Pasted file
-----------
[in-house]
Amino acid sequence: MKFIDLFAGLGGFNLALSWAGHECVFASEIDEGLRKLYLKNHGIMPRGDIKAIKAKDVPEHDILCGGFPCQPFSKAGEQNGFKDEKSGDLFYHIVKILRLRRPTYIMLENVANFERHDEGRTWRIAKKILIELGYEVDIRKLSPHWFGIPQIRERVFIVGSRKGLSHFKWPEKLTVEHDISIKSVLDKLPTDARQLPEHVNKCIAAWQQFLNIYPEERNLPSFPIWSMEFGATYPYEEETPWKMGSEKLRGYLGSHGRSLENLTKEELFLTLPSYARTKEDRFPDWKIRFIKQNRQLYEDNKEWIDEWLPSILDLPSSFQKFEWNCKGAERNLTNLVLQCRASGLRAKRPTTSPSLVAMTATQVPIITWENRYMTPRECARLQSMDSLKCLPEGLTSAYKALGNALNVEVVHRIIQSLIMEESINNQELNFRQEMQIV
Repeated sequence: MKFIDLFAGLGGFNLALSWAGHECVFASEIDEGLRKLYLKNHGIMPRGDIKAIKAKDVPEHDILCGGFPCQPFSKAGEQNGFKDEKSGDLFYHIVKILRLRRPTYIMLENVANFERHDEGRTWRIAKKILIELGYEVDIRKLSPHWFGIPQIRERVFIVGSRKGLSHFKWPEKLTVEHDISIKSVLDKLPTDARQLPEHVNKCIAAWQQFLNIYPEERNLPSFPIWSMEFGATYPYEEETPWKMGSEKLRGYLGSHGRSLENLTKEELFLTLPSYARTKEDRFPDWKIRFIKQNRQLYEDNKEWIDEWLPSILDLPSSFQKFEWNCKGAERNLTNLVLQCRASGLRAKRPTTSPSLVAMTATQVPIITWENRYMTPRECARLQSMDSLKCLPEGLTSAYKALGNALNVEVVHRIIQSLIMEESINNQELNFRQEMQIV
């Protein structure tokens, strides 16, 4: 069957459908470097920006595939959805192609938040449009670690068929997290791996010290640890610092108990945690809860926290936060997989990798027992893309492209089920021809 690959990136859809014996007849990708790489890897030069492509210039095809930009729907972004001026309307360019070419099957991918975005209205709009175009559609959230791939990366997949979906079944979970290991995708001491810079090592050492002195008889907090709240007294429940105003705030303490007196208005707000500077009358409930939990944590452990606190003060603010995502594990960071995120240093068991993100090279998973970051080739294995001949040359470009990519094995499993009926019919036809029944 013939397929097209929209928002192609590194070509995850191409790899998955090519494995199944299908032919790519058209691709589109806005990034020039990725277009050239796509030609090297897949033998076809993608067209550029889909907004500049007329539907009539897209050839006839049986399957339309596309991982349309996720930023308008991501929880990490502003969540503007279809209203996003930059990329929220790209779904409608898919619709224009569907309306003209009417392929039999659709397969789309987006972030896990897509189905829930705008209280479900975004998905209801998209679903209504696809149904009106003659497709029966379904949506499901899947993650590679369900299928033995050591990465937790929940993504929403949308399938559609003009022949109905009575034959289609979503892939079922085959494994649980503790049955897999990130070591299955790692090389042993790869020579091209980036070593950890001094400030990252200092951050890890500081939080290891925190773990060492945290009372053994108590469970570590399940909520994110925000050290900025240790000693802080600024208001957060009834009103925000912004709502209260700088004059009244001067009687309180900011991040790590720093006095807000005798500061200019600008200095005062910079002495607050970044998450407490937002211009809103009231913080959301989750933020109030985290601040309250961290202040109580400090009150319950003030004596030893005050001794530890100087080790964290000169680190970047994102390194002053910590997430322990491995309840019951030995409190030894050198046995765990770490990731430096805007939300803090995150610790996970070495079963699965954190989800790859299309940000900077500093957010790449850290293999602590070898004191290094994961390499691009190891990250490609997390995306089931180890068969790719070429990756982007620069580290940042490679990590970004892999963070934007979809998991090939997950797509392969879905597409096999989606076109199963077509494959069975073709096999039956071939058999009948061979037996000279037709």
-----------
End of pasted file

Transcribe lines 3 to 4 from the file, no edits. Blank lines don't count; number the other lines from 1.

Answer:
Repeated sequence: MKFIDLFAGLGGFNLALSWAGHECVFASEIDEGLRKLYLKNHGIMPRGDIKAIKAKDVPEHDILCGGFPCQPFSKAGEQNGFKDEKSGDLFYHIVKILRLRRPTYIMLENVANFERHDEGRTWRIAKKILIELGYEVDIRKLSPHWFGIPQIRERVFIVGSRKGLSHFKWPEKLTVEHDISIKSVLDKLPTDARQLPEHVNKCIAAWQQFLNIYPEERNLPSFPIWSMEFGATYPYEEETPWKMGSEKLRGYLGSHGRSLENLTKEELFLTLPSYARTKEDRFPDWKIRFIKQNRQLYEDNKEWIDEWLPSILDLPSSFQKFEWNCKGAERNLTNLVLQCRASGLRAKRPTTSPSLVAMTATQVPIITWENRYMTPRECARLQSMDSLKCLPEGLTSAYKALGNALNVEVVHRIIQSLIMEESINNQELNFRQEMQIV
């Protein structure tokens, strides 16, 4: 069957459908470097920006595939959805192609938040449009670690068929997290791996010290640890610092108990945690809860926290936060997989990798027992893309492209089920021809 690959990136859809014996007849990708790489890897030069492509210039095809930009729907972004001026309307360019070419099957991918975005209205709009175009559609959230791939990366997949979906079944979970290991995708001491810079090592050492002195008889907090709240007294429940105003705030303490007196208005707000500077009358409930939990944590452990606190003060603010995502594990960071995120240093068991993100090279998973970051080739294995001949040359470009990519094995499993009926019919036809029944 013939397929097209929209928002192609590194070509995850191409790899998955090519494995199944299908032919790519058209691709589109806005990034020039990725277009050239796509030609090297897949033998076809993608067209550029889909907004500049007329539907009539897209050839006839049986399957339309596309991982349309996720930023308008991501929880990490502003969540503007279809209203996003930059990329929220790209779904409608898919619709224009569907309306003209009417392929039999659709397969789309987006972030896990897509189905829930705008209280479900975004998905209801998209679903209504696809149904009106003659497709029966379904949506499901899947993650590679369900299928033995050591990465937790929940993504929403949308399938559609003009022949109905009575034959289609979503892939079922085959494994649980503790049955897999990130070591299955790692090389042993790869020579091209980036070593950890001094400030990252200092951050890890500081939080290891925190773990060492945290009372053994108590469970570590399940909520994110925000050290900025240790000693802080600024208001957060009834009103925000912004709502209260700088004059009244001067009687309180900011991040790590720093006095807000005798500061200019600008200095005062910079002495607050970044998450407490937002211009809103009231913080959301989750933020109030985290601040309250961290202040109580400090009150319950003030004596030893005050001794530890100087080790964290000169680190970047994102390194002053910590997430322990491995309840019951030995409190030894050198046995765990770490990731430096805007939300803090995150610790996970070495079963699965954190989800790859299309940000900077500093957010790449850290293999602590070898004191290094994961390499691009190891990250490609997390995306089931180890068969790719070429990756982007620069580290940042490679990590970004892999963070934007979809998991090939997950797509392969879905597409096999989606076109199963077509494959069975073709096999039956071939058999009948061979037996000279037709």